Mexico is a place my husband and I visited often for vacations. The Twin Dolphin Hotel was one of our favorite places for a quick weekend getaway. We often went three or four times a year. One of my husband’s favorite pastimes was deep sea fishing. Cabo San Lucas is world renowned for their sport fishing. Over the years, he caught countless billfish, and nearly always practiced catch and release. Once in a great while, usually when he was introducing someone new to the sport, they would chose to keep their first marlin catch. We would have it smoked by an old gentleman, famous for his smoked marlin, who was always around the dock. It makes me hungry just thinking about it. It was outstanding. My husband often invited the staff at the hotel to fish with him. Carlos, the chef, and Marco, the head honcho of the dining room, were two that loved to go with him. The best part of these friendships that formed over the years was being invited to their homes to join their families, for a special meal after the fishing day. Once again, their way to say thank you was in the form of sharing a meal.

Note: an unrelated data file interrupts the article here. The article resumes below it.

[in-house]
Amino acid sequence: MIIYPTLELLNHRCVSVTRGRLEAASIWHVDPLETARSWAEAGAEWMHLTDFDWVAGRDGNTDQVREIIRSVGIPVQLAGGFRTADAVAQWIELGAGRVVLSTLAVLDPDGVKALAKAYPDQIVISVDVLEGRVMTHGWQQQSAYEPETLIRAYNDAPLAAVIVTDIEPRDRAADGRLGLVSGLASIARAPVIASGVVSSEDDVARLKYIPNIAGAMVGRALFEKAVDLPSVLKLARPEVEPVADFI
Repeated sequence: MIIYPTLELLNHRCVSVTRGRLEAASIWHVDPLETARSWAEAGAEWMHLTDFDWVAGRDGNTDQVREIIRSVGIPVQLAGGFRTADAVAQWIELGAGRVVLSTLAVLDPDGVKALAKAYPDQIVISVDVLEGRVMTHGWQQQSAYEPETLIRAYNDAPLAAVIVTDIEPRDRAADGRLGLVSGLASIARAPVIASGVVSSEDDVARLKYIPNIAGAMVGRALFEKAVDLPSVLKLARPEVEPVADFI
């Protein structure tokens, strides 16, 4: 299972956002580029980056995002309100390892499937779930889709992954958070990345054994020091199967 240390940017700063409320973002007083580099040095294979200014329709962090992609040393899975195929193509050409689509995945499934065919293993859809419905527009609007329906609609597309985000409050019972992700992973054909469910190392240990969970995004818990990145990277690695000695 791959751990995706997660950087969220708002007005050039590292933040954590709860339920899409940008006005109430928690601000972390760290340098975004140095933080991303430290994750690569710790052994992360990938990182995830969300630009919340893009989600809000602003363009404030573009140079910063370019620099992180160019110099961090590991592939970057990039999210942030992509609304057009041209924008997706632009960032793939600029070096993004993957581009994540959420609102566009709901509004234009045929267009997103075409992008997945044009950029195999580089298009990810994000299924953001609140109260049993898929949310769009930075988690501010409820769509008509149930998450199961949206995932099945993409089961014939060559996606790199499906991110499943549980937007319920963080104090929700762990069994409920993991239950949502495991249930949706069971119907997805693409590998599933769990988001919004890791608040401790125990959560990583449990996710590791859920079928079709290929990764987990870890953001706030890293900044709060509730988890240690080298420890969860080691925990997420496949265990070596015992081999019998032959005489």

Dan and I were married at the Twin Dolphin Hotel in November 1988. It was a spur of the moment wedding that was planned in just 24 hours. I have many stories about the wonderful day, but I will have to save them for another time.
Another hobby my husband had for a time, was hunting. My deal was, he could only shoot things that we would eat. We met a man named Alfredo who was very well connected, a wealthy Mexican of Italian descent. He became a very dear friend, through the years. We teased him because of the badge that he carried with him. Whomever he showed it to, they would just let us pass, no questions asked. We asked if it was his Emperor of Mexico badge. It was through this relationship that we were able to provide the most benefit to the Mexican people through dentistry. My husband was honored from the Secretary of the Navy of Mexico, for his efforts.
Alfredo was born on a ranch on the outskirts of a small town called Ojos Negros. We visited the ranch many times. It had a beautiful lake, great for duck hunting. The ranch also had cattle grazing and hunting for deer in the hills was common. At the small ranch house, I had some of the best meals of my life. One time, they made me a taco. They just scooped the meat out of a pot sitting in the middle of the table, right onto homemade tortillas. I went on and on, raving that it was the best taco I had ever had. To be honest, it was the best taco I ever had, even though, to my surprise, they later pulled a baby goat head out of the pot.